If CSU were a living organism, the archaic telecommunications system that links together the more than 25,000 people on campus would be the brain.
Jim Hebbeln would be the neurosurgeon.
Like the Wizard of Oz, Hebbeln is the man behind the curtain — the eyes and ears at the university’s communication epicenter. He’s the man in the receiver who bellows, “I’m sorry. The number you are trying to reach…”
A dying breed maybe, but in the age of iPhones, BlackBerries and Twitter, Hebbeln is the fleshy heart of the system, listening to the pulse of the campus and keeping a human touch to a digitizing world.
His office, cluttered with charts, old cables and phones, serves as the windowless command center from which he oversees CSU’s 12,050 phone lines — maintaining, updating and repairing the mechanics and software.
“I get this thing to work so someone can pick up a phone, punch a few buttons and they’re connected to Europe or wherever,” the old-school technician says, his mustache bristling over a smile as he motions to the rows of purring processors and vine-like cables in the adjacent switching room.
Hebbeln, who wired Durward and Westfall halls for a summer job 40 years ago, has been working with CSU’s switching system since 1993 and says his 24 years of database work at Quest make him one of the best in the business. Even Princeton calls Hebbeln when they need telecom help.
It’s this experience and multi-faceted expertise that make Hebbeln ideal for monitoring the thousands of signals that are transmitted to and from the campus phone lines, all of which run through the twisting wires and thousands of blinking computer chips.
Hebbeln knows what each one of them does and where each one goes.
“He’s very, very into his telephony,” his wife Debbie Hebbeln said.
Into telephony may be an understatement, but according to CSU’s Vice President of Information Patrick Burns, Hebbeln is just the man CSU needs to make sure its phone system works under any circumstance.
“He’s a gem from top to bottom,” Burns said.
Hebbeln’s technical skill is critical in keeping elevator and emergency phones up and working at all times, even during power failures, Burns said, and although Hebbeln attributes much of the system’s functionality and reliability to its design, back-up batteries and generator, he has no small part in its continued operation.
“They don’t see all the background work and all the worry we do to make sure we have a system that works 99.999 percent of the time,” Hebbeln said.
But for Hebbeln, the job extends beyond his nerdish understanding of the birdlike clicks and chirps his machines produce, and his passion lies with the emotional connections between human beings rather than the physical connections between cables.
“I guess I’m a geek, but I think I’m a human geek,” Hebbeln said. “I like to work with people. I like to get this stuff so it works for them. That really is the crux of the thing.”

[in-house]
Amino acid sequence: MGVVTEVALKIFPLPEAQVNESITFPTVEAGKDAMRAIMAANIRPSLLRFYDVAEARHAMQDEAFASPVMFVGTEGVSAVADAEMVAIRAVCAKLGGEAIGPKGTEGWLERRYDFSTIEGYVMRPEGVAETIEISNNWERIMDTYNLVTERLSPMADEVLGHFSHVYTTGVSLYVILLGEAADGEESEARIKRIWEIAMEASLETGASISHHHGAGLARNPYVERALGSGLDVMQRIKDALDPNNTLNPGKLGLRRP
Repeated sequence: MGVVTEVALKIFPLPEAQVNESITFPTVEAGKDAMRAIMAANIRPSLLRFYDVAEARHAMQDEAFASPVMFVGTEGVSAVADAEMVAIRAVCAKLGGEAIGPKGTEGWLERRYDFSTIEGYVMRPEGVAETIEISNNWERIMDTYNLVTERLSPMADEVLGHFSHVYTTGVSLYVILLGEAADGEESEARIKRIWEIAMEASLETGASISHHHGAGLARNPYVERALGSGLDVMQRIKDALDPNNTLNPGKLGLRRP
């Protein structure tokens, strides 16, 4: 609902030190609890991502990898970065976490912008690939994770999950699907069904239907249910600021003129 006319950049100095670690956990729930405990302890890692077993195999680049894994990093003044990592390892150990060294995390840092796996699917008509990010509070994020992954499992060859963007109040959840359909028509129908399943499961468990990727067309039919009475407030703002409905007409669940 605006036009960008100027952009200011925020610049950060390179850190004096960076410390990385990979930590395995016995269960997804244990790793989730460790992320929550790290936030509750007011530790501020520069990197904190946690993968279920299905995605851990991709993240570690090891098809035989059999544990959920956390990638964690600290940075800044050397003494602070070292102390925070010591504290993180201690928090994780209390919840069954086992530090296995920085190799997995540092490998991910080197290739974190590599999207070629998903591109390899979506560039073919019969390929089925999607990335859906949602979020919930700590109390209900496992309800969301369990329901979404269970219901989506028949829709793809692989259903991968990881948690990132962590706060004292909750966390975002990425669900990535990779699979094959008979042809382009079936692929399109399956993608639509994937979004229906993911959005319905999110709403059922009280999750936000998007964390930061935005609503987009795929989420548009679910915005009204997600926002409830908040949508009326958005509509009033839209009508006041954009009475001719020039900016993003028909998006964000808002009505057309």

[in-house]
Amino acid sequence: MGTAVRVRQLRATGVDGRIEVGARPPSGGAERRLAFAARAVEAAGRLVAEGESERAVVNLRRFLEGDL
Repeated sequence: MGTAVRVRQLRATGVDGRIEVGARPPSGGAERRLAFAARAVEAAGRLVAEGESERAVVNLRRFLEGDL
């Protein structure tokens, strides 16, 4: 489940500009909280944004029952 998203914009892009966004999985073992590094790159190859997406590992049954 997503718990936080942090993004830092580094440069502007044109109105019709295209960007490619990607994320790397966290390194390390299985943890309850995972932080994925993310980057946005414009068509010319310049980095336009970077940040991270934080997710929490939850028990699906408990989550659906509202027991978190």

Knowing he makes human interaction possible, even simple, he said, gives the job its full value.
“We already have the technology in our heads to move our lips and pass on words and emotions,” Hebbeln said. “The phone just conveys it.”
“I like to keep a humanness to this because that’s what the whole voice system is,” he added, his voice softening with zealous appreciation, “It’s not just words — it’s inflections; it’s urgency; it’s sympathy; it’s loss; it’s happiness. There is a lot of emotion going through this thing.”
For Hebbeln, his own daily interactions with people make the job worth getting up for, and he takes pleasure in helping people solve their technology issues.
Despite the “gazillion” help request e-mails he receives — admittedly his greatest flaw — Hebbeln will even steal some of his co-workers’ work orders to try to interact with as many people as possible each day.
“Without social interaction between us and other people, then we just don’t exist, do we? We’re in a void,” Hebbeln said.
His interaction with phone users does not stop with troubleshooting, though. Hebbeln said he takes such pride in his system that he records the error messages users receive after dialing an incorrect number himself.
“To call off campus,” his gruff voice directs, tinny and disembodied, from the receiver, “you must dial 8 and the local number.”
Hebbeln said he tries to bring in a “sort of radio professionalism” to the recordings and goes so far as to drink just one beer the night before he does a recording to create the deep voice he calls his “beer voice.”
As trivial as it may seem at first, that very same “professionalism” that motivates Hebbeln to create his “beer voice,” also prompts him to protect the rights of his clients.
In spite of being a fly on the wall of any conversation that travels through CSU’s phone lines, Hebbeln is a staunch defender of privacy rights, refusing to provide records to anyone, law enforcement included, without due process and a court order.
In accordance with federal law and the U.S. Constitution, he does not keep any records of conversations and said, even under the “gray area” created by the Patriot Act, when CSU police officers approached him without a court order, looking for the international call records of a student, he unflinchingly refused.
“I just try to run (the system) the best I can and as professionally as I can. And I’m not the manager. I’m just a switch technician,” Hebbeln said.
And while he may be just a switch technician, a self-described geek, Burns described Hebbeln as outstanding ethically, technically, socially and “in every way possible,” and Hebbeln’s wife described him as “the most wonderful geek in the world.”
However, for most CSU personnel, Hebbeln will just be a ghost that makes the phones run. And that recognition just might be enough.
Enterprise Reporter Jim Sojouner can be reached at email@example.com.